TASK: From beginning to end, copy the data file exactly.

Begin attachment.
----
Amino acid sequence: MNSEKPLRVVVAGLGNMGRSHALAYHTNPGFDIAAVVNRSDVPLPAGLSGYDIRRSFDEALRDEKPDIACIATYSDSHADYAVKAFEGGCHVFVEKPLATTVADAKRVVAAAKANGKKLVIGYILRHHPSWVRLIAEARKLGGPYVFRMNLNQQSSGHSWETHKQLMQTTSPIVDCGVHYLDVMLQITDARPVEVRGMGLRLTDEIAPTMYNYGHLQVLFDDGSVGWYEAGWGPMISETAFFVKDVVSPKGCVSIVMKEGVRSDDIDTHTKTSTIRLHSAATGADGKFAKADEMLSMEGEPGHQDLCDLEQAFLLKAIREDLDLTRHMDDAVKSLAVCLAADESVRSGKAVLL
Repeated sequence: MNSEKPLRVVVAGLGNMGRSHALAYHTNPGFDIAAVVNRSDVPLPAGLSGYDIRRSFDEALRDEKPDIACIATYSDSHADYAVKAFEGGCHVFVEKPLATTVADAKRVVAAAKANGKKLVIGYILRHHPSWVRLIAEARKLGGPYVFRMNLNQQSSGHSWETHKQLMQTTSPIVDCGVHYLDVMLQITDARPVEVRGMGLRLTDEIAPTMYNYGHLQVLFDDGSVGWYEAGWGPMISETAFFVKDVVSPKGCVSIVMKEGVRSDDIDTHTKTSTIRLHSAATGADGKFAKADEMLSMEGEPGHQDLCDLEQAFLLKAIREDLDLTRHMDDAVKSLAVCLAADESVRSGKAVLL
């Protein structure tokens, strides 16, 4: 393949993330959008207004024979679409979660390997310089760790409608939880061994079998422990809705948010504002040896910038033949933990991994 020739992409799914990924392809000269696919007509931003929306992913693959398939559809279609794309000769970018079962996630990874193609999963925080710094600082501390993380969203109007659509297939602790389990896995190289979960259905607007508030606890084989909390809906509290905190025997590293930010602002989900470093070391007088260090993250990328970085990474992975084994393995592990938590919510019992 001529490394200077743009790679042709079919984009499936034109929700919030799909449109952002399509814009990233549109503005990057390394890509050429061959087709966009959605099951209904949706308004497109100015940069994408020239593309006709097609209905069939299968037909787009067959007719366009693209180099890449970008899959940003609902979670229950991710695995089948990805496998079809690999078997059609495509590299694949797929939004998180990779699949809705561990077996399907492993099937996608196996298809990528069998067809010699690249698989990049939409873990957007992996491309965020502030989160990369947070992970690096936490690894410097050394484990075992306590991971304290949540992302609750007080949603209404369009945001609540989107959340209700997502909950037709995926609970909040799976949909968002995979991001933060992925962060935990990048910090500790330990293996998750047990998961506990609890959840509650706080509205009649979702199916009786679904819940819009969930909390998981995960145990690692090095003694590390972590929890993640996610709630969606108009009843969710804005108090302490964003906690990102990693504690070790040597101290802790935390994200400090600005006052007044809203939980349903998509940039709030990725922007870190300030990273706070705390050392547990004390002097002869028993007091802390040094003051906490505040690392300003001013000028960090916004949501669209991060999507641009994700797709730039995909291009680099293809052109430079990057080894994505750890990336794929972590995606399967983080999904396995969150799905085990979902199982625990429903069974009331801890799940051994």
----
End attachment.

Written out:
Amino acid sequence: MNSEKPLRVVVAGLGNMGRSHALAYHTNPGFDIAAVVNRSDVPLPAGLSGYDIRRSFDEALRDEKPDIACIATYSDSHADYAVKAFEGGCHVFVEKPLATTVADAKRVVAAAKANGKKLVIGYILRHHPSWVRLIAEARKLGGPYVFRMNLNQQSSGHSWETHKQLMQTTSPIVDCGVHYLDVMLQITDARPVEVRGMGLRLTDEIAPTMYNYGHLQVLFDDGSVGWYEAGWGPMISETAFFVKDVVSPKGCVSIVMKEGVRSDDIDTHTKTSTIRLHSAATGADGKFAKADEMLSMEGEPGHQDLCDLEQAFLLKAIREDLDLTRHMDDAVKSLAVCLAADESVRSGKAVLL
Repeated sequence: MNSEKPLRVVVAGLGNMGRSHALAYHTNPGFDIAAVVNRSDVPLPAGLSGYDIRRSFDEALRDEKPDIACIATYSDSHADYAVKAFEGGCHVFVEKPLATTVADAKRVVAAAKANGKKLVIGYILRHHPSWVRLIAEARKLGGPYVFRMNLNQQSSGHSWETHKQLMQTTSPIVDCGVHYLDVMLQITDARPVEVRGMGLRLTDEIAPTMYNYGHLQVLFDDGSVGWYEAGWGPMISETAFFVKDVVSPKGCVSIVMKEGVRSDDIDTHTKTSTIRLHSAATGADGKFAKADEMLSMEGEPGHQDLCDLEQAFLLKAIREDLDLTRHMDDAVKSLAVCLAADESVRSGKAVLL
């Protein structure tokens, strides 16, 4: 393949993330959008207004024979679409979660390997310089760790409608939880061994079998422990809705948010504002040896910038033949933990991994 020739992409799914990924392809000269696919007509931003929306992913693959398939559809279609794309000769970018079962996630990874193609999963925080710094600082501390993380969203109007659509297939602790389990896995190289979960259905607007508030606890084989909390809906509290905190025997590293930010602002989900470093070391007088260090993250990328970085990474992975084994393995592990938590919510019992 001529490394200077743009790679042709079919984009499936034109929700919030799909449109952002399509814009990233549109503005990057390394890509050429061959087709966009959605099951209904949706308004497109100015940069994408020239593309006709097609209905069939299968037909787009067959007719366009693209180099890449970008899959940003609902979670229950991710695995089948990805496998079809690999078997059609495509590299694949797929939004998180990779699949809705561990077996399907492993099937996608196996298809990528069998067809010699690249698989990049939409873990957007992996491309965020502030989160990369947070992970690096936490690894410097050394484990075992306590991971304290949540992302609750007080949603209404369009945001609540989107959340209700997502909950037709995926609970909040799976949909968002995979991001933060992925962060935990990048910090500790330990293996998750047990998961506990609890959840509650706080509205009649979702199916009786679904819940819009969930909390998981995960145990690692090095003694590390972590929890993640996610709630969606108009009843969710804005108090302490964003906690990102990693504690070790040597101290802790935390994200400090600005006052007044809203939980349903998509940039709030990725922007870190300030990273706070705390050392547990004390002097002869028993007091802390040094003051906490505040690392300003001013000028960090916004949501669209991060999507641009994700797709730039995909291009680099293809052109430079990057080894994505750890990336794929972590995606399967983080999904396995969150799905085990979902199982625990429903069974009331801890799940051994």